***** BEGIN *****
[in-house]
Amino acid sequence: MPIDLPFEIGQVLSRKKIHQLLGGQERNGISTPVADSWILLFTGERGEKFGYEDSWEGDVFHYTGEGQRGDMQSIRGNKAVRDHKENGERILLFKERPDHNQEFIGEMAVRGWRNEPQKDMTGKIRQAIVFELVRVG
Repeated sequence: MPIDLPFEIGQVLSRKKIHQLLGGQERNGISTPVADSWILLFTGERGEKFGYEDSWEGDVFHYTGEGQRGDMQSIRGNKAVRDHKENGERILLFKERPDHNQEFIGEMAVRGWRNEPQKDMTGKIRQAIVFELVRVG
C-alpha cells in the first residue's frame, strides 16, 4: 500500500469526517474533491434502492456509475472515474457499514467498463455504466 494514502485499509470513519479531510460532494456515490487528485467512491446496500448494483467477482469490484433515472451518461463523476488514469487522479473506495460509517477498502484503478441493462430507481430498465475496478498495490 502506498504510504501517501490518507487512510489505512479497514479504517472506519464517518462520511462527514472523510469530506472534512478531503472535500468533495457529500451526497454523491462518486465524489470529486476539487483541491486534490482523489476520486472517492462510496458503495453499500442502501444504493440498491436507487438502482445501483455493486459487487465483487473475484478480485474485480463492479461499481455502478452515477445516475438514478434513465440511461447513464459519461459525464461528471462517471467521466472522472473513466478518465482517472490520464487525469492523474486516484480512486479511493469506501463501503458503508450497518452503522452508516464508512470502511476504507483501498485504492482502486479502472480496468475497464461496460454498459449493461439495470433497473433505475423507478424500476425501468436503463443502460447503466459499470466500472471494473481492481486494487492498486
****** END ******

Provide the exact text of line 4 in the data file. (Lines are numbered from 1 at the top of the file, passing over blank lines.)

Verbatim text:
C-alpha cells in the first residue's frame, strides 16, 4: 500500500469526517474533491434502492456509475472515474457499514467498463455504466 494514502485499509470513519479531510460532494456515490487528485467512491446496500448494483467477482469490484433515472451518461463523476488514469487522479473506495460509517477498502484503478441493462430507481430498465475496478498495490 502506498504510504501517501490518507487512510489505512479497514479504517472506519464517518462520511462527514472523510469530506472534512478531503472535500468533495457529500451526497454523491462518486465524489470529486476539487483541491486534490482523489476520486472517492462510496458503495453499500442502501444504493440498491436507487438502482445501483455493486459487487465483487473475484478480485474485480463492479461499481455502478452515477445516475438514478434513465440511461447513464459519461459525464461528471462517471467521466472522472473513466478518465482517472490520464487525469492523474486516484480512486479511493469506501463501503458503508450497518452503522452508516464508512470502511476504507483501498485504492482502486479502472480496468475497464461496460454498459449493461439495470433497473433505475423507478424500476425501468436503463443502460447503466459499470466500472471494473481492481486494487492498486